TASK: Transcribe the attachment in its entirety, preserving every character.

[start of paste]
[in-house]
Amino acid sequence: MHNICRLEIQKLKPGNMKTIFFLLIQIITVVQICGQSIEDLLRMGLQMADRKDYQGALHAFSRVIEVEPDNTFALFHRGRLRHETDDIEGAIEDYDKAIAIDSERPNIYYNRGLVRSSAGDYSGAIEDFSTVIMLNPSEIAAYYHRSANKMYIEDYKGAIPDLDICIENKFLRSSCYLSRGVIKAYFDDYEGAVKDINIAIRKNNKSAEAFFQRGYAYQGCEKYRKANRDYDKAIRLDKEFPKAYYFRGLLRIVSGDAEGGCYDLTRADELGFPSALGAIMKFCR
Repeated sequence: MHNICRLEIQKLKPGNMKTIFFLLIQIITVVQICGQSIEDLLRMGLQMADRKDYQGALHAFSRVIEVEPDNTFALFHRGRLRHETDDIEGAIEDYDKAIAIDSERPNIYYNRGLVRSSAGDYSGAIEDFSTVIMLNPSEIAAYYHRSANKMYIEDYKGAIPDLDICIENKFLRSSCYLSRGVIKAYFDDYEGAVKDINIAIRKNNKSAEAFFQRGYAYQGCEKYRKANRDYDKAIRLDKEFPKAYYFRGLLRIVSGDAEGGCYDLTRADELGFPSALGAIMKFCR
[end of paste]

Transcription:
[in-house]
Amino acid sequence: MHNICRLEIQKLKPGNMKTIFFLLIQIITVVQICGQSIEDLLRMGLQMADRKDYQGALHAFSRVIEVEPDNTFALFHRGRLRHETDDIEGAIEDYDKAIAIDSERPNIYYNRGLVRSSAGDYSGAIEDFSTVIMLNPSEIAAYYHRSANKMYIEDYKGAIPDLDICIENKFLRSSCYLSRGVIKAYFDDYEGAVKDINIAIRKNNKSAEAFFQRGYAYQGCEKYRKANRDYDKAIRLDKEFPKAYYFRGLLRIVSGDAEGGCYDLTRADELGFPSALGAIMKFCR
Repeated sequence: MHNICRLEIQKLKPGNMKTIFFLLIQIITVVQICGQSIEDLLRMGLQMADRKDYQGALHAFSRVIEVEPDNTFALFHRGRLRHETDDIEGAIEDYDKAIAIDSERPNIYYNRGLVRSSAGDYSGAIEDFSTVIMLNPSEIAAYYHRSANKMYIEDYKGAIPDLDICIENKFLRSSCYLSRGVIKAYFDDYEGAVKDINIAIRKNNKSAEAFFQRGYAYQGCEKYRKANRDYDKAIRLDKEFPKAYYFRGLLRIVSGDAEGGCYDLTRADELGFPSALGAIMKFCR